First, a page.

How change can trigger addiction—or recovery

Addiction actually alters the way your brain works. How to meld your mind, body, and spirit to re-wire your neural networks.

BY MARY COOK, M.A., R.A.S. — The year that will go down in history as 2011 was marked by yet another parade of news stories about public figures whose lives ended due to addiction — from Amy Winehouse to Alice in Chains musician Mike Starr. What these stories have in common is this: while everyone from economists to motivational gurus like Tony Robbins advocate constant change, change itself means constant stress.

That even goes for positive changes — like getting married or buying your first house.

Stress of any kind can trigger addictive behaviors. Addictions redirect our attention from what we fear or dislike to things that we feel that we can control — or that bring a temporary sense of comfort, pleasure, power, or excitement.

But understanding how addiction works, and the power of the recovery process, can help us see all kinds of change as opportunities for growth.

What is “triggered”? A beast within

When a particular change brings up unhealed issues from the past, it can stimulate unconscious and defensive coping mechanisms, painful emotions, and outdated belief systems. These, in turn, can trigger addictive behaviors.

Addictions are defined as chronic, repetitive actions that are extremely difficult to disrupt in spite of escalating negative consequences. They actually change the way the brain works:

  • Base urges dominate — like survival, hunger, thirst, lust, fear and flight, anger and aggression, pleasure-seeking and avoidance of pain
  • The body adapts to high levels of stress, adrenalin and depression
  • Emotions that stimulate addictive behavior are intensified and prolonged
  • Feelings that threaten to diminish or extinguish the addiction become diluted and fleeting
  • Conscious awareness of spirit is reduced and commensurately, receptivity, trust, and faith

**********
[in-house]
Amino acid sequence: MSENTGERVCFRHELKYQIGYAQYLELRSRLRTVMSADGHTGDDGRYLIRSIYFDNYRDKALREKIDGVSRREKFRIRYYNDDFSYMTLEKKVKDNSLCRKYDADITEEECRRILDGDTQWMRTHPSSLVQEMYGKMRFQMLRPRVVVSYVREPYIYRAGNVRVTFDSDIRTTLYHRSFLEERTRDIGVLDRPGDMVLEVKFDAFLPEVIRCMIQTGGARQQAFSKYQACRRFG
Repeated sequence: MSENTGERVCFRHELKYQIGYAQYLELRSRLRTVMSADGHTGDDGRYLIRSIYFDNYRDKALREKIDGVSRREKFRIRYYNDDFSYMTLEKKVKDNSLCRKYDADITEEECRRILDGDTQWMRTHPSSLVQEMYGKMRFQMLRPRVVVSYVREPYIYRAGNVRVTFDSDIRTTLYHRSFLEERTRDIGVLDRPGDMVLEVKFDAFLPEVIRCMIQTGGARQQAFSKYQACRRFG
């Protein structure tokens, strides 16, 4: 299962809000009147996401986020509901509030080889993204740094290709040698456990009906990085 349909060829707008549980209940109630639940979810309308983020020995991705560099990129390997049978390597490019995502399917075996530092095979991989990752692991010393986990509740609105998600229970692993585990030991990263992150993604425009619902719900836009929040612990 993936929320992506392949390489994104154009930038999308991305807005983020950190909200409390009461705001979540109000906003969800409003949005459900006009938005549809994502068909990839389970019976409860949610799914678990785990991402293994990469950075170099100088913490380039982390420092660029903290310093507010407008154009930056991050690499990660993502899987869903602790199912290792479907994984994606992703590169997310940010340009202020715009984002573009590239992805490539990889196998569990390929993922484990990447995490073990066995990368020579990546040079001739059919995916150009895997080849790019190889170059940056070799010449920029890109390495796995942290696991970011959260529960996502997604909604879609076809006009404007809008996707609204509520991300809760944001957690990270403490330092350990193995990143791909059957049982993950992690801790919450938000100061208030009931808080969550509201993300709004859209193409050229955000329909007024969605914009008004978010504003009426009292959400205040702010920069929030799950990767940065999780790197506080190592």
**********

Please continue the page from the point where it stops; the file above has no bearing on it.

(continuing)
Addictive conduct creates the illusion of gratifying one’s needs. But in fact it undermines the very essence of health and fulfillment.

In practicing addictions we are refusing to grow, refusing to see ourselves as capable individuals, and refusing to see the support and resources that are available around us now.

Even a reluctant willingness to change is enough to start the recovery process.

What do we recover in “recovery”?

Learning to distinguish past trauma from current circumstances is critical in recovery. As recovering addicts see how honest, deep sharing can be met with compassion, sensitivity, hope and healing, the higher brain becomes more dominant and psychological maturity can take root.

Building trust in recovery gives recovering addicts the courage to express emotions that make them feel vulnerable, healing trauma and emotional pain. Intentionally experiencing positive feelings like joy, gratitude, serenity, and acceptance strengthens them. Self-soothing to calm fear when there is no real, imminent danger brings resilience, similar to a healthy parent’s response to a child with a nightmare.

Physical healing requires self care and relaxation, including appropriate amounts of rest, sleep and exercise, healthy eating, normalizing energy levels, and conscious reconnection with and appreciation of the physical body.

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Opening to a positive relationship with spirit and identifying how spirit communicates is a key component of change in recovery. This bond can be strengthened through prayer, meditation, recognizing blessings and miracles, altruistic giving and spiritual love for all. Accepting the present moment and relying upon spiritual principles to meet changes create alignment with the greatest good.

Mary Cook is the author of Grace Lost and Found: From Addictions and Compulsions to Satisfaction and SerenityShe has 35 years of clinical practice and 29 years of university teaching experience. Mary speaks on addiction issues across the country and has a private practice in San Pedro, CA.

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